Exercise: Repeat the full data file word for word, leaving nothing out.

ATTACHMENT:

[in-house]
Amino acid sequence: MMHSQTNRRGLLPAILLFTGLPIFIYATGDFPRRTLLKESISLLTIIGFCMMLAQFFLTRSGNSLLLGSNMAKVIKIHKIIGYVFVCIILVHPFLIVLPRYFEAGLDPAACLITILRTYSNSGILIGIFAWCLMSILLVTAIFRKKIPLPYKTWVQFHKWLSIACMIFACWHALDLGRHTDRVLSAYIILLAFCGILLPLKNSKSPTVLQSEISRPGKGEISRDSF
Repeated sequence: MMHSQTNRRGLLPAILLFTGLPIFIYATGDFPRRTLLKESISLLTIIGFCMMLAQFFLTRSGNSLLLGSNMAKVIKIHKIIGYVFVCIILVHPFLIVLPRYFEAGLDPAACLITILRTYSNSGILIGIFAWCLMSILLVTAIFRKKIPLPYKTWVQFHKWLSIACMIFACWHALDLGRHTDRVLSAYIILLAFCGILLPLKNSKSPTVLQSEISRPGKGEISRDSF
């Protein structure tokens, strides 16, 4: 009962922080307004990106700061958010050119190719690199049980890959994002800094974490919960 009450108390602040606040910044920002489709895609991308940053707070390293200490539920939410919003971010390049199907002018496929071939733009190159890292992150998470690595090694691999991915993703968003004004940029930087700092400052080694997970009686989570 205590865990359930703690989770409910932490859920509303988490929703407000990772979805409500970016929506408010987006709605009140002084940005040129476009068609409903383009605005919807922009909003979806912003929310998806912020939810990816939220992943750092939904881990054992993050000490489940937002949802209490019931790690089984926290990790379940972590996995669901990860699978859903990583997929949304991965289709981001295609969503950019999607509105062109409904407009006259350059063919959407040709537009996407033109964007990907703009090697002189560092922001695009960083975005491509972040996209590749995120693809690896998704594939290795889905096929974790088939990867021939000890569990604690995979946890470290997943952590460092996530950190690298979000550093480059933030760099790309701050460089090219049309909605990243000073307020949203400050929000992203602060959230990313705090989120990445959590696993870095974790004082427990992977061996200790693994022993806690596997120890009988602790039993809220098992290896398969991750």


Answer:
[in-house]
Amino acid sequence: MMHSQTNRRGLLPAILLFTGLPIFIYATGDFPRRTLLKESISLLTIIGFCMMLAQFFLTRSGNSLLLGSNMAKVIKIHKIIGYVFVCIILVHPFLIVLPRYFEAGLDPAACLITILRTYSNSGILIGIFAWCLMSILLVTAIFRKKIPLPYKTWVQFHKWLSIACMIFACWHALDLGRHTDRVLSAYIILLAFCGILLPLKNSKSPTVLQSEISRPGKGEISRDSF
Repeated sequence: MMHSQTNRRGLLPAILLFTGLPIFIYATGDFPRRTLLKESISLLTIIGFCMMLAQFFLTRSGNSLLLGSNMAKVIKIHKIIGYVFVCIILVHPFLIVLPRYFEAGLDPAACLITILRTYSNSGILIGIFAWCLMSILLVTAIFRKKIPLPYKTWVQFHKWLSIACMIFACWHALDLGRHTDRVLSAYIILLAFCGILLPLKNSKSPTVLQSEISRPGKGEISRDSF
């Protein structure tokens, strides 16, 4: 009962922080307004990106700061958010050119190719690199049980890959994002800094974490919960 009450108390602040606040910044920002489709895609991308940053707070390293200490539920939410919003971010390049199907002018496929071939733009190159890292992150998470690595090694691999991915993703968003004004940029930087700092400052080694997970009686989570 205590865990359930703690989770409910932490859920509303988490929703407000990772979805409500970016929506408010987006709605009140002084940005040129476009068609409903383009605005919807922009909003979806912003929310998806912020939810990816939220992943750092939904881990054992993050000490489940937002949802209490019931790690089984926290990790379940972590996995669901990860699978859903990583997929949304991965289709981001295609969503950019999607509105062109409904407009006259350059063919959407040709537009996407033109964007990907703009090697002189560092922001695009960083975005491509972040996209590749995120693809690896998704594939290795889905096929974790088939990867021939000890569990604690995979946890470290997943952590460092996530950190690298979000550093480059933030760099790309701050460089090219049309909605990243000073307020949203400050929000992203602060959230990313705090989120990445959590696993870095974790004082427990992977061996200790693994022993806690596997120890009988602790039993809220098992290896398969991750």